While leaders create the policies that make it possible for people to be treated fairly and justly, mangers ensure that such policies are carried out. Managers create just atmospheres that lead to productive environments.
 
In the previous column, I pointed out that the most common arena in which to develop policies are in the areas of personnel and finances. Managers expand those policies into goals, objectives or action statements in order to ensure the effectiveness of the policies.
 
While policies are the primary tool for the leader, budgets, income statements, balance sheets fall under the rubric of managers, as do performance appraisals and disciplinary actions. The leadership aspect involves developing the big picture related to the don’ts; the management aspect involves framing the picture into the organization.
 
Once the requirements and prohibitions have been clearly defined, the management role is to ensure that people adhere to those policies, while at the same time encouraging creativity in every way possible that does not violate the established norms.
 
For example, the leader might help to define certain investment parameters for the organization. The manager would then pursue the strongest return possible on finances or the greatest fundraising goals attainable so long as the norms are not violated.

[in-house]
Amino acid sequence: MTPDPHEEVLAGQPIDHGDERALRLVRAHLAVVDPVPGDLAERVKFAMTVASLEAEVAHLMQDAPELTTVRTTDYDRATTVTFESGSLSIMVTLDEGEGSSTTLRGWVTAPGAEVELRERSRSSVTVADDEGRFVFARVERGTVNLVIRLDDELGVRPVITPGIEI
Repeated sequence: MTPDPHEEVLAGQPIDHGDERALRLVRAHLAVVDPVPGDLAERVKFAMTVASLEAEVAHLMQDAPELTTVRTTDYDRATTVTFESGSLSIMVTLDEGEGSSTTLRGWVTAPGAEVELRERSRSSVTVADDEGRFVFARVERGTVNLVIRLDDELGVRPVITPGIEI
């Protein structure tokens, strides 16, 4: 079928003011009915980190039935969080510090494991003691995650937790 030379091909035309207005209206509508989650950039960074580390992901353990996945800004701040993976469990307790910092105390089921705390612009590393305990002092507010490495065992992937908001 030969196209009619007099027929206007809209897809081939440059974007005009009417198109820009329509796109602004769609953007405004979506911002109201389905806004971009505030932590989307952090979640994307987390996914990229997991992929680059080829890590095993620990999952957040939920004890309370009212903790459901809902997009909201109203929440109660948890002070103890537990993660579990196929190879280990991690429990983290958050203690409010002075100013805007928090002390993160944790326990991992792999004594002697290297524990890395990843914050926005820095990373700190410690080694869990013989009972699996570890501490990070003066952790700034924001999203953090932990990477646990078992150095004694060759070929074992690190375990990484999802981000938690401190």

The leader might help establish policies related to personnel behavior while the manager allows and even encourages radical methodology to achieve goals so long as the previously established norms remain sacred. Obviously, under this type of scenario, well defined norms, policies and prohibitions must precede the management of them.
 
The final task of a manager is to manage the inevitable conflicts among people that will occur as a result of the leader adding to the diversity within the organization. The role of a leader is to recruit as much diversity into the team as is possible. Greater diversity translates into greater resources available to achieve a task. Such diversity, however, inescapably leads to conflict.
 
The manger’s role is to help everyone understand that such personality conflicts are normal and expected, and to develop processes that help people deal with the differences when they arise. The best such processes normally involve three key factors: (1.) helping people focus on the issues rather than the personalities of those holding opposing viewpoints, (2.) enabling those most involved to participate in the dialogue, and (3.) helping those in the dialogue to generate and select the potential solution themselves.
 
By referring to the tasks of a leader and the tasks of a manager separately, I do not intend to imply that they will be performed by two different people all of the time. In fact, I advocate for the opposite. While someone may be more gifted in one arena or the other, I believe that the more members of the organization that get involved in both leadership and management tasks produces a cohesiveness between the inputs and outputs of the organization and thus, produces both vision and results.
 
Jeff Woods is associate general secretary for regional ministries with the American Baptist Churches in the U.S.A.
 
Click here to read first part.